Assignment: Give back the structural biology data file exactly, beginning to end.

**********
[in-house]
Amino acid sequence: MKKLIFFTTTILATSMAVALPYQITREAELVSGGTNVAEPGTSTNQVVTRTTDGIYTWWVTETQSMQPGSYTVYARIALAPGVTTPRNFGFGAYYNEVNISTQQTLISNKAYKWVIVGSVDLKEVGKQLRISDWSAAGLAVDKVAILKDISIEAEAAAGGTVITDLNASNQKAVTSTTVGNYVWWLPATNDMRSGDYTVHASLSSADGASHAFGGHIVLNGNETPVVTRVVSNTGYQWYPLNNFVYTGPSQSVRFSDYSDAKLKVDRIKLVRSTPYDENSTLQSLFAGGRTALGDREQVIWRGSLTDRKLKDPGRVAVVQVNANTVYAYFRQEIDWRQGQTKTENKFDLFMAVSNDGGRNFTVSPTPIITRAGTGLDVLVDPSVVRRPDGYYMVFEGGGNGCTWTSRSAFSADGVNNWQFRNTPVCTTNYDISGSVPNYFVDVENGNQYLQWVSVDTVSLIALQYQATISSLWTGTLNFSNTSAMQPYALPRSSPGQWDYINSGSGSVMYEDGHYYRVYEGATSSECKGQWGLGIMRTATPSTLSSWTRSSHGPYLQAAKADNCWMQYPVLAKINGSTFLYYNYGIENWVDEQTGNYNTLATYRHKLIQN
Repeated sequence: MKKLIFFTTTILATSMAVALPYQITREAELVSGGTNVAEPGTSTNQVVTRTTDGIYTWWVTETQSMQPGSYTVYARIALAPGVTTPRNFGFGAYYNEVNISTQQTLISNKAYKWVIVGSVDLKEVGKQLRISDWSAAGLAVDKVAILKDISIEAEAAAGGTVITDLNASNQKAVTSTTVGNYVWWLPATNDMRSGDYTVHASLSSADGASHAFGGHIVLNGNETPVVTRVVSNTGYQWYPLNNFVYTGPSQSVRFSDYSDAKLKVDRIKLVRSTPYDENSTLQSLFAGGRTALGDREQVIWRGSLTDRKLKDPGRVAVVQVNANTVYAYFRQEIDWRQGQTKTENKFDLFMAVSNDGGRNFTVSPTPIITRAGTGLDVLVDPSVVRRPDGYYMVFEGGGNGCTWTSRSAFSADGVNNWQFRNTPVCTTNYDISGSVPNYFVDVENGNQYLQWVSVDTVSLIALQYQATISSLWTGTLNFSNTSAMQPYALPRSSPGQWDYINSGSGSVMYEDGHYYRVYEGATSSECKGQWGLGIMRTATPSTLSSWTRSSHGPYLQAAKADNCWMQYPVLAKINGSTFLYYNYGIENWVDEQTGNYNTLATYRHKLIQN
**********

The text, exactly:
[in-house]
Amino acid sequence: MKKLIFFTTTILATSMAVALPYQITREAELVSGGTNVAEPGTSTNQVVTRTTDGIYTWWVTETQSMQPGSYTVYARIALAPGVTTPRNFGFGAYYNEVNISTQQTLISNKAYKWVIVGSVDLKEVGKQLRISDWSAAGLAVDKVAILKDISIEAEAAAGGTVITDLNASNQKAVTSTTVGNYVWWLPATNDMRSGDYTVHASLSSADGASHAFGGHIVLNGNETPVVTRVVSNTGYQWYPLNNFVYTGPSQSVRFSDYSDAKLKVDRIKLVRSTPYDENSTLQSLFAGGRTALGDREQVIWRGSLTDRKLKDPGRVAVVQVNANTVYAYFRQEIDWRQGQTKTENKFDLFMAVSNDGGRNFTVSPTPIITRAGTGLDVLVDPSVVRRPDGYYMVFEGGGNGCTWTSRSAFSADGVNNWQFRNTPVCTTNYDISGSVPNYFVDVENGNQYLQWVSVDTVSLIALQYQATISSLWTGTLNFSNTSAMQPYALPRSSPGQWDYINSGSGSVMYEDGHYYRVYEGATSSECKGQWGLGIMRTATPSTLSSWTRSSHGPYLQAAKADNCWMQYPVLAKINGSTFLYYNYGIENWVDEQTGNYNTLATYRHKLIQN
Repeated sequence: MKKLIFFTTTILATSMAVALPYQITREAELVSGGTNVAEPGTSTNQVVTRTTDGIYTWWVTETQSMQPGSYTVYARIALAPGVTTPRNFGFGAYYNEVNISTQQTLISNKAYKWVIVGSVDLKEVGKQLRISDWSAAGLAVDKVAILKDISIEAEAAAGGTVITDLNASNQKAVTSTTVGNYVWWLPATNDMRSGDYTVHASLSSADGASHAFGGHIVLNGNETPVVTRVVSNTGYQWYPLNNFVYTGPSQSVRFSDYSDAKLKVDRIKLVRSTPYDENSTLQSLFAGGRTALGDREQVIWRGSLTDRKLKDPGRVAVVQVNANTVYAYFRQEIDWRQGQTKTENKFDLFMAVSNDGGRNFTVSPTPIITRAGTGLDVLVDPSVVRRPDGYYMVFEGGGNGCTWTSRSAFSADGVNNWQFRNTPVCTTNYDISGSVPNYFVDVENGNQYLQWVSVDTVSLIALQYQATISSLWTGTLNFSNTSAMQPYALPRSSPGQWDYINSGSGSVMYEDGHYYRVYEGATSSECKGQWGLGIMRTATPSTLSSWTRSSHGPYLQAAKADNCWMQYPVLAKINGSTFLYYNYGIENWVDEQTGNYNTLATYRHKLIQN